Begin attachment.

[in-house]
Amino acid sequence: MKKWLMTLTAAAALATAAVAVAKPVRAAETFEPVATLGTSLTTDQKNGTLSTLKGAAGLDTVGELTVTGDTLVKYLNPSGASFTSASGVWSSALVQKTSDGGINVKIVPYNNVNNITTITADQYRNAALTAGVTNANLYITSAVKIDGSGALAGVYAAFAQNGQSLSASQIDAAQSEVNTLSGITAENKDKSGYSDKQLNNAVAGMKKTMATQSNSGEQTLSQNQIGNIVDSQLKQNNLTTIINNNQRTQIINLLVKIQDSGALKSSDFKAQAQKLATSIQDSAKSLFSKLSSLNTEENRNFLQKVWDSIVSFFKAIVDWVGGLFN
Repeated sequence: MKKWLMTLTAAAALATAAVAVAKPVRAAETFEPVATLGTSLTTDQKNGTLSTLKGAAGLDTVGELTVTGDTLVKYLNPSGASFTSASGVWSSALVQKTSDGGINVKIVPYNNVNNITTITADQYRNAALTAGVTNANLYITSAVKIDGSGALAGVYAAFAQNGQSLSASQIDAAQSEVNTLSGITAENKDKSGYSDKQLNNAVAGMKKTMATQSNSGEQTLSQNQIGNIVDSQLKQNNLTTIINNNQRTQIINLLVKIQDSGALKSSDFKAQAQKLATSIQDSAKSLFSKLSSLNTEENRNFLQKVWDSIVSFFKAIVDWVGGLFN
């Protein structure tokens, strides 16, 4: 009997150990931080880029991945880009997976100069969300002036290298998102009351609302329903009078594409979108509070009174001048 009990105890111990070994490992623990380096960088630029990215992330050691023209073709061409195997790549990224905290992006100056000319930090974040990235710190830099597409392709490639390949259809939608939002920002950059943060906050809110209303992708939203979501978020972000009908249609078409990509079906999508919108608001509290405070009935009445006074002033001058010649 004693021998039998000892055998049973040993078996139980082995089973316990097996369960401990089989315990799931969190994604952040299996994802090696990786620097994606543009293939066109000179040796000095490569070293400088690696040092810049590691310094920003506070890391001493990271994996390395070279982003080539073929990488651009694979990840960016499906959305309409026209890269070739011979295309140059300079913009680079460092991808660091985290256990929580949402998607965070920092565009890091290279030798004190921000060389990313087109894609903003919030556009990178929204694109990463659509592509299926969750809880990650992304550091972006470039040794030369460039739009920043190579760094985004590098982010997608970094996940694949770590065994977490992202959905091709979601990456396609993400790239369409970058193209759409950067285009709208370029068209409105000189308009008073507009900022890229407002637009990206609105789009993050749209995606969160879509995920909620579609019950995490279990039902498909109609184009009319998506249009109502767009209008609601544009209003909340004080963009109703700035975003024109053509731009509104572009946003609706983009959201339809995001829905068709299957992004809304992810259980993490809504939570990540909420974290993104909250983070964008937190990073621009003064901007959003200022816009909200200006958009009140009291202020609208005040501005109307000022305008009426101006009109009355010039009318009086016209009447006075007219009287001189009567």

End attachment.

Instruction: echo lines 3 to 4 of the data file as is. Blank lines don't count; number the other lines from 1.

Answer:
Repeated sequence: MKKWLMTLTAAAALATAAVAVAKPVRAAETFEPVATLGTSLTTDQKNGTLSTLKGAAGLDTVGELTVTGDTLVKYLNPSGASFTSASGVWSSALVQKTSDGGINVKIVPYNNVNNITTITADQYRNAALTAGVTNANLYITSAVKIDGSGALAGVYAAFAQNGQSLSASQIDAAQSEVNTLSGITAENKDKSGYSDKQLNNAVAGMKKTMATQSNSGEQTLSQNQIGNIVDSQLKQNNLTTIINNNQRTQIINLLVKIQDSGALKSSDFKAQAQKLATSIQDSAKSLFSKLSSLNTEENRNFLQKVWDSIVSFFKAIVDWVGGLFN
């Protein structure tokens, strides 16, 4: 009997150990931080880029991945880009997976100069969300002036290298998102009351609302329903009078594409979108509070009174001048 009990105890111990070994490992623990380096960088630029990215992330050691023209073709061409195997790549990224905290992006100056000319930090974040990235710190830099597409392709490639390949259809939608939002920002950059943060906050809110209303992708939203979501978020972000009908249609078409990509079906999508919108608001509290405070009935009445006074002033001058010649 004693021998039998000892055998049973040993078996139980082995089973316990097996369960401990089989315990799931969190994604952040299996994802090696990786620097994606543009293939066109000179040796000095490569070293400088690696040092810049590691310094920003506070890391001493990271994996390395070279982003080539073929990488651009694979990840960016499906959305309409026209890269070739011979295309140059300079913009680079460092991808660091985290256990929580949402998607965070920092565009890091290279030798004190921000060389990313087109894609903003919030556009990178929204694109990463659509592509299926969750809880990650992304550091972006470039040794030369460039739009920043190579760094985004590098982010997608970094996940694949770590065994977490992202959905091709979601990456396609993400790239369409970058193209759409950067285009709208370029068209409105000189308009008073507009900022890229407002637009990206609105789009993050749209995606969160879509995920909620579609019950995490279990039902498909109609184009009319998506249009109502767009209008609601544009209003909340004080963009109703700035975003024109053509731009509104572009946003609706983009959201339809995001829905068709299957992004809304992810259980993490809504939570990540909420974290993104909250983070964008937190990073621009003064901007959003200022816009909200200006958009009140009291202020609208005040501005109307000022305008009426101006009109009355010039009318009086016209009447006075007219009287001189009567």